Hiring an attorney is a necessary part of divorce, assuming you’d like to emerge with your life and finances in order and your future secure. Legal counsel is also expensive. Don’t get me wrong: a good divorce lawyer is worth every penny, but clients frequently burn through their legal retainers (the advance fee for their attorney’s services) faster than necessary by hampering or undoing the work being done on their behalf.
One question I ask every divorce attorney I meet, including those in my referral database, is: “How do your clients complicate the process and make your job harder?” Here are the top five responses.
- Not listening. You’ve paid for expert legal advice, so heed it. Ignoring your lawyer’s counsel and acting unilaterally is like throwing a monkey wrench into the machinery of your divorce case. Once you’ve agreed upon a strategy, don’t steer away.
- Not disclosing all the details. Every attorney’s worst nightmare is to be taken by surprise when the other side turns out to know something they don’t. Rest assured, at some point during the proceedings all your skeletons will be exposed, so do your attorney a favor and give him/her the chance to prepare.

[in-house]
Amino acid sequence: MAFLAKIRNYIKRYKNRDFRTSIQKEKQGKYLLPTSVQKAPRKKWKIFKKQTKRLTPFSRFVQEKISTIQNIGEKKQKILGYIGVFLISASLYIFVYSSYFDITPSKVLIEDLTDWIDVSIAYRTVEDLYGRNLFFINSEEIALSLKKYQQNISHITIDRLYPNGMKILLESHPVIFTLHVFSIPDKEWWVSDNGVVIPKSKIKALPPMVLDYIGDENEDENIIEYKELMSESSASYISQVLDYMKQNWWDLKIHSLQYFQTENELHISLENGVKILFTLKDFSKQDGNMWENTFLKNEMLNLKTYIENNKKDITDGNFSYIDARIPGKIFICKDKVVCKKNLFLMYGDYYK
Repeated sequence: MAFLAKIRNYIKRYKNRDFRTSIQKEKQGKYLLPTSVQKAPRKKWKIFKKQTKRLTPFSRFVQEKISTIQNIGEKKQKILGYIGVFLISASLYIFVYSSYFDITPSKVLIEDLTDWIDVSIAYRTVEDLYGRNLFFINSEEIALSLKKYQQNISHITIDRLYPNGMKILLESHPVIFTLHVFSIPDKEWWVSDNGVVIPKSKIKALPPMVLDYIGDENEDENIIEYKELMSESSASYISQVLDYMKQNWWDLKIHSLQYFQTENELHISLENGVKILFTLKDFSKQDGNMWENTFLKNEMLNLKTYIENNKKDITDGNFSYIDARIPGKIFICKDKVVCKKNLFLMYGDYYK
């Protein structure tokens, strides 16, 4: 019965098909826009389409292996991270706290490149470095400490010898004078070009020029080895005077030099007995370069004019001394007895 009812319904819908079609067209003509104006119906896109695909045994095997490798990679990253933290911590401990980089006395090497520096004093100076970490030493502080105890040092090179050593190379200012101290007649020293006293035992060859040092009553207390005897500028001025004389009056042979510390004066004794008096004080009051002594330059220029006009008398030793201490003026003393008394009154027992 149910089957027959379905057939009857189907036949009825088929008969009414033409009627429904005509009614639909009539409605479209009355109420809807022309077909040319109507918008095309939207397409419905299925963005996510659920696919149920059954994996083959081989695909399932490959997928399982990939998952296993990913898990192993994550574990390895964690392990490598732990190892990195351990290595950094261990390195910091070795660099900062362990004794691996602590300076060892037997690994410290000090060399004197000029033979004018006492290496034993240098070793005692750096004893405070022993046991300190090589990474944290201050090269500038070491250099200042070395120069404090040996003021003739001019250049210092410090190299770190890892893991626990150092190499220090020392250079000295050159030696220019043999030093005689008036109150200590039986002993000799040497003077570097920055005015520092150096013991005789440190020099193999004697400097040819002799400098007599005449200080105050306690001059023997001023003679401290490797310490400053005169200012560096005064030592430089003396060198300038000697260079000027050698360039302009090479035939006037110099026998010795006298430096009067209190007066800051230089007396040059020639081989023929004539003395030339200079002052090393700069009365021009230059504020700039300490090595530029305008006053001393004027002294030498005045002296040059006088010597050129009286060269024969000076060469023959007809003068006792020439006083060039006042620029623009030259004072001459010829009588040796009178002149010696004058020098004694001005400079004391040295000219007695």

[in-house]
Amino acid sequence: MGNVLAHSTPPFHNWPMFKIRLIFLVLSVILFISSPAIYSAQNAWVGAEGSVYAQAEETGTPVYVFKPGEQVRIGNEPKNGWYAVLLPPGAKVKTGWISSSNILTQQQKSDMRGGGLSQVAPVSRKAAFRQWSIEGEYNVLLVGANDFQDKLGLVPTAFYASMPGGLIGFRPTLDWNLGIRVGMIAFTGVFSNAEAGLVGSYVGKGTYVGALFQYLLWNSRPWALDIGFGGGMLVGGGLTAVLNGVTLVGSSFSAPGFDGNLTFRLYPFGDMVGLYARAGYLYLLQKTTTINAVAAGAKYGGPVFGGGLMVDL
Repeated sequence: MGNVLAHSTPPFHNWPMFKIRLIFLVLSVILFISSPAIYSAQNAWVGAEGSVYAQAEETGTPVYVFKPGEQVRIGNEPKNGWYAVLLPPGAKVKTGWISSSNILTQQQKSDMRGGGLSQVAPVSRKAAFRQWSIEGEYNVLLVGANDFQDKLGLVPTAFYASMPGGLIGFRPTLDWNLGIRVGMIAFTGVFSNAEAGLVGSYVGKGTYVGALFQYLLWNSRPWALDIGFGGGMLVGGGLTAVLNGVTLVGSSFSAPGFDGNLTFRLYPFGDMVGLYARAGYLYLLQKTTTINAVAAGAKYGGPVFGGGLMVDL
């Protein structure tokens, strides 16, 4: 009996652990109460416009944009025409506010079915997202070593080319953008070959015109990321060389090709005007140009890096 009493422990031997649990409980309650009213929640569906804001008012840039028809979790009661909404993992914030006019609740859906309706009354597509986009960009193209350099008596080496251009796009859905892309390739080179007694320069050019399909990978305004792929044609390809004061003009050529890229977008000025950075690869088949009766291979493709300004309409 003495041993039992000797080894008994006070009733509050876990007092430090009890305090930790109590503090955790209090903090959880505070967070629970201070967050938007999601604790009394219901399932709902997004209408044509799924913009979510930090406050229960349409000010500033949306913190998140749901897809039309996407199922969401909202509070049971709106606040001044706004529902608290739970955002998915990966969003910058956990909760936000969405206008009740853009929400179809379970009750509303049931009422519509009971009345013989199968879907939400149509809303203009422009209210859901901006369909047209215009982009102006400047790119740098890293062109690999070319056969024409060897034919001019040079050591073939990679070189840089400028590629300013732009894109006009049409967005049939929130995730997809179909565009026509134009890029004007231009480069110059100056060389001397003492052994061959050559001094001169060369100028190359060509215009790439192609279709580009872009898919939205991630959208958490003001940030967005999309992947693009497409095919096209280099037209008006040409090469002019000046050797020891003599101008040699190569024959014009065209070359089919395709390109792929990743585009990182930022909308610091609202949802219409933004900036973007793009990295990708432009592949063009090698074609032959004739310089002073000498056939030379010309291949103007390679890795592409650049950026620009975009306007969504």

- Having unrealistic expectations. “I’m going to take him to the cleaners.” “I want to keep everything.” “She had an affair, so I should get (fill in the blank).” “The kids will never see him again.” Divorce is a land of compromise. No one walks away with everything they want. Try to keep your demands reasonable, and at least consider the other side’s point of view.
- Sharing strategies with your spouse. During negotiation, timing is everything. How, when, and why information is shared can be critical. When in doubt, don’t telegraph your intentions. Listen to your attorney’s suggestions about when to bring up a topic or reveal important details.
- Slinging mud. Communication is one of the hardest parts of divorce. See my previous post, Emailing Your Ex- Spouse: A How to Guide for some ideas for managing it. When you let your emotions take over and fire off that ugly email, you leave a trail of evidence about your irrational behavior. You undermine your credibility. If your spouse or ex- makes a comment that pushes your buttons, ignore it; don’t engage. Stick to the facts.
Trust me: taking the high road will benefit you in the end.